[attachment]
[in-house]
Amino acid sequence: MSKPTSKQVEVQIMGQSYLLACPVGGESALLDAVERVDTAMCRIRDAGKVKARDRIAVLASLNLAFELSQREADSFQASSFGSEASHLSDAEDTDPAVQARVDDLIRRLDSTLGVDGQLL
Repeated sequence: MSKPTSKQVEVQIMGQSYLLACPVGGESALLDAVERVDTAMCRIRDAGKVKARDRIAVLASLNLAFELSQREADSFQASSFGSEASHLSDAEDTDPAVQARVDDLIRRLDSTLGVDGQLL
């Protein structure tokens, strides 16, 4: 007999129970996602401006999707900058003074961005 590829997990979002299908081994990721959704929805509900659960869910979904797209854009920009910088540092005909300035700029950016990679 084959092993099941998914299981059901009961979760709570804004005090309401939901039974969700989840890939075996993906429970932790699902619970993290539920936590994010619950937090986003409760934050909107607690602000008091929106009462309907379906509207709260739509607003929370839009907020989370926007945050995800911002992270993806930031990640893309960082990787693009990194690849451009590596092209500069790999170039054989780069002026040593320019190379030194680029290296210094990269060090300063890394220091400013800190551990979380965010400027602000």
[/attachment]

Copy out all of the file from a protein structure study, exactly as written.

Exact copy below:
[in-house]
Amino acid sequence: MSKPTSKQVEVQIMGQSYLLACPVGGESALLDAVERVDTAMCRIRDAGKVKARDRIAVLASLNLAFELSQREADSFQASSFGSEASHLSDAEDTDPAVQARVDDLIRRLDSTLGVDGQLL
Repeated sequence: MSKPTSKQVEVQIMGQSYLLACPVGGESALLDAVERVDTAMCRIRDAGKVKARDRIAVLASLNLAFELSQREADSFQASSFGSEASHLSDAEDTDPAVQARVDDLIRRLDSTLGVDGQLL
């Protein structure tokens, strides 16, 4: 007999129970996602401006999707900058003074961005 590829997990979002299908081994990721959704929805509900659960869910979904797209854009920009910088540092005909300035700029950016990679 084959092993099941998914299981059901009961979760709570804004005090309401939901039974969700989840890939075996993906429970932790699902619970993290539920936590994010619950937090986003409760934050909107607690602000008091929106009462309907379906509207709260739509607003929370839009907020989370926007945050995800911002992270993806930031990640893309960082990787693009990194690849451009590596092209500069790999170039054989780069002026040593320019190379030194680029290296210094990269060090300063890394220091400013800190551990979380965010400027602000």